How to Test a Ford EDIS Ignition Coil

Updated July 19, 2017

The Ford EDIS (Electronic Distributor-less Ignition System) uses a set of coil packs to fire the spark plugs. Like the more traditional e-core and oil filled coils, this coil pack works on the principle of magnetic induction. Simply put, when a current is passed through the primary winding of the coil, a magnetic field develops around the coil. When the current is turned off, the magnetic field collapses and induces a high voltage spike into the secondary winding. This high voltage spike is the spark that fires the air fuel mixture by jumping the gap on the spark plug.

Refer to the EDIS ignition system wiring diagram located in the service manual. Following that diagram, identify the power and ground wires for the individual coils in the coil pack.

Test for power, at the coil's wiring harness connector, with the automotive circuit tester. Both the power and the ground wires should test positive for power with the key on and the engine not running. If power is not supplied to the coil, check the fuses for the ignition system located in the under-hood power distribution block (fuse block). If power is present at the coil on the power wires, but not on the ground wires, the coil pack has an open circuit. Replace it as needed.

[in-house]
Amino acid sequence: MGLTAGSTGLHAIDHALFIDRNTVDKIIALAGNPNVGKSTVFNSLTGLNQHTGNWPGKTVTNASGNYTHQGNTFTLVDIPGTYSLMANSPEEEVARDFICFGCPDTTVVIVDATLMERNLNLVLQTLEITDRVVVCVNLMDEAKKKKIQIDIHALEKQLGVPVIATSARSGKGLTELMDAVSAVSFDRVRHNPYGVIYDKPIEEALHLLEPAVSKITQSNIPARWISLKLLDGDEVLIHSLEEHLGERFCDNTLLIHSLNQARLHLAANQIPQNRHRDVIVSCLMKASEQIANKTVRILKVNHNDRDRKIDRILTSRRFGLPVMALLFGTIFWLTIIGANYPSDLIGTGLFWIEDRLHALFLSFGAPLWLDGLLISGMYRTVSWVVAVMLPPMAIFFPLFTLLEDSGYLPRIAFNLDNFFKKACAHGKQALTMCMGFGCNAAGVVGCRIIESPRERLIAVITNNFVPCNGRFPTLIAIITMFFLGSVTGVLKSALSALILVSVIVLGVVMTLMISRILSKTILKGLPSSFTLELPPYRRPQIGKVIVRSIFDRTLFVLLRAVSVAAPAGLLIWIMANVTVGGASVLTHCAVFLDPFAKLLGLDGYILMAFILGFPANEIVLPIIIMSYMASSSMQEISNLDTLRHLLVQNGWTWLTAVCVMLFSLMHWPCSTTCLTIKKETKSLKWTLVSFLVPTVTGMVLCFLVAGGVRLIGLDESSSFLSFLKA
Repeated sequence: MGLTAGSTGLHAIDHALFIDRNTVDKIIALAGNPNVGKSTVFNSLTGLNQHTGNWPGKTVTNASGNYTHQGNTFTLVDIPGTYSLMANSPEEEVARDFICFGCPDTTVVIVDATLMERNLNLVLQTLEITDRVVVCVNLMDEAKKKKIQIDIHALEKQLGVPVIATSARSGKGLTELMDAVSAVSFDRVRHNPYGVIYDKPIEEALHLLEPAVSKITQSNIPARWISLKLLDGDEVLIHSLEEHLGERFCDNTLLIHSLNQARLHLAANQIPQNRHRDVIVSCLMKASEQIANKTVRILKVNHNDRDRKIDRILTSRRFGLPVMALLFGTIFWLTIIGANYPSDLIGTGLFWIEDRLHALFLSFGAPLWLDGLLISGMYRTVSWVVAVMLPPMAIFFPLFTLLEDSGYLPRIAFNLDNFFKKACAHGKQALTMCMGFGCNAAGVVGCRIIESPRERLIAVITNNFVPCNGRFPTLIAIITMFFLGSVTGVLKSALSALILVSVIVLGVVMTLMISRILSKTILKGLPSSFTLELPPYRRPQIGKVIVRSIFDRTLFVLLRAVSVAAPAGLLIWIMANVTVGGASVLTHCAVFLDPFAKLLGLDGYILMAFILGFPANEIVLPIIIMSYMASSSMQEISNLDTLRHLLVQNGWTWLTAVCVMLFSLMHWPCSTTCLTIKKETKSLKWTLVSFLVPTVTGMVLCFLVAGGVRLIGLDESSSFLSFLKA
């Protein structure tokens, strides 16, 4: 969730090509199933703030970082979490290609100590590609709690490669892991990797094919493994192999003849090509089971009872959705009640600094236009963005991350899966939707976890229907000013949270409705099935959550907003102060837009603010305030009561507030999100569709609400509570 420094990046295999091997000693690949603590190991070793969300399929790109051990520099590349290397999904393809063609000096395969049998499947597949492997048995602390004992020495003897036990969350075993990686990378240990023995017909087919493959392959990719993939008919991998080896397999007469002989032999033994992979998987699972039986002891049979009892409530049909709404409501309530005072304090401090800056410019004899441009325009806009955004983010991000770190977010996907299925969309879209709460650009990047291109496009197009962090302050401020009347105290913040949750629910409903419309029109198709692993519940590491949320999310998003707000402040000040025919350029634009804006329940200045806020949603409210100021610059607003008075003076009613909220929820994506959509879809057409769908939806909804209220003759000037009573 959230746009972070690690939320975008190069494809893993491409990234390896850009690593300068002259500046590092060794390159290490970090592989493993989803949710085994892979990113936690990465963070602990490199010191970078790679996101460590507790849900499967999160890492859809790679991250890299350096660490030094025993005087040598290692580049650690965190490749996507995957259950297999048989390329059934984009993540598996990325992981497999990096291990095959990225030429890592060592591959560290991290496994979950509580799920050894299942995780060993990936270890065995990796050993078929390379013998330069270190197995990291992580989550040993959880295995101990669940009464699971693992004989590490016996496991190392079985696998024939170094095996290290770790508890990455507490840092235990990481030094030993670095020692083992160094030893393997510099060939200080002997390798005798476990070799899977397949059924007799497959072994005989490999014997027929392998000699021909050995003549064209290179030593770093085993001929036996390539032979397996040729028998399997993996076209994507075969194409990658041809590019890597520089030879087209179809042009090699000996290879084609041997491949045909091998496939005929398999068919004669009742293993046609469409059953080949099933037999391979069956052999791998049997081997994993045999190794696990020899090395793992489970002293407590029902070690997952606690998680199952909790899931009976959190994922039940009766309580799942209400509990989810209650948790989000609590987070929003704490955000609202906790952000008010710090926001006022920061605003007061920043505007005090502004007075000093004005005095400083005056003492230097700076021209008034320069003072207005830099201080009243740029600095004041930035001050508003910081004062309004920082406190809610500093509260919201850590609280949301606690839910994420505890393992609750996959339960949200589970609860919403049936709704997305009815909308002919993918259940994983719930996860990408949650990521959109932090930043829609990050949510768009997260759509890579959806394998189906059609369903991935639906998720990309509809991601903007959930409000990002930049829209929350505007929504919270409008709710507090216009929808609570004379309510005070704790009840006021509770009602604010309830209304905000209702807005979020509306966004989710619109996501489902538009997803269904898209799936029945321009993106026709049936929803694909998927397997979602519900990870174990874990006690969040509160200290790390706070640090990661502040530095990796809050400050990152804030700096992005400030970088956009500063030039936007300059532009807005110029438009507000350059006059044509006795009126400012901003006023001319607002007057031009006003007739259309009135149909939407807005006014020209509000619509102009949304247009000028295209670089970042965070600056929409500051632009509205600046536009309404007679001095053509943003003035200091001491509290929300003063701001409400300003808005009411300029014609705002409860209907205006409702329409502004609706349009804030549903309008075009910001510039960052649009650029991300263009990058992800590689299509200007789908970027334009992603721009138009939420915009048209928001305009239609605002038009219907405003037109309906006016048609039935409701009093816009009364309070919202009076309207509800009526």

Remove the electrical connector and test each coil for resistance with the digital volt/ohm meter. Compare the readings of the resistance tests to the specifications in the service manual. Resistance specifications vary from year to year, and engine to engine. The service manual for your specific Ford vehicle will list the correct specifications for your engine and year model. Any readings that fall out of the specified resistance range indicate a faulty coil. Replace as needed.

Test each of the coil secondary circuits for short circuits by setting the digital volt/ohm meter to "Continuity Test" and touching each of the plug wire sockets with one lead, while holding the other lead against the metal coil bracket. An indication of continuity proves the coil secondary is shorted to ground. Replace as needed.

Things You'll Need

  • Vehicle service manual
  • Wiring diagram
  • Automotive circuit tester
  • Digital volt/ohm meter
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About the Author

Lee Sallings is a freelance writer from Fort Worth, Texas. Specializing in website content and design for the automobile enthusiast, he also has many years of experience in the auto repair industry. He has written Web content for eHow, and designed the website. He began his writing career developing and teaching automotive technical training programs.